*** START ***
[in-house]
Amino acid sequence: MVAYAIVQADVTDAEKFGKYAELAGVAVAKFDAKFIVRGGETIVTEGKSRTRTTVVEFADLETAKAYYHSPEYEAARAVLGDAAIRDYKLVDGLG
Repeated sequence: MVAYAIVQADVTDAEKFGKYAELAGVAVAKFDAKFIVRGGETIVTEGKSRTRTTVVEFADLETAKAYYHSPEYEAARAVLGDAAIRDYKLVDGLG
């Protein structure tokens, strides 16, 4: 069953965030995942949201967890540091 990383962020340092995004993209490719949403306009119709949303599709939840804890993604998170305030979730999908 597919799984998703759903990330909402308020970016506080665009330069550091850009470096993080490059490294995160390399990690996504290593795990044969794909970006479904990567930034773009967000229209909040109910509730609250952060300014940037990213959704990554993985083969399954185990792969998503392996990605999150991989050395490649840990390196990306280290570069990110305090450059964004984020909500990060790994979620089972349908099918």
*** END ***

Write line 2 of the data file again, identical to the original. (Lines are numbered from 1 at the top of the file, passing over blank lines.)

Amino acid sequence: MVAYAIVQADVTDAEKFGKYAELAGVAVAKFDAKFIVRGGETIVTEGKSRTRTTVVEFADLETAKAYYHSPEYEAARAVLGDAAIRDYKLVDGLG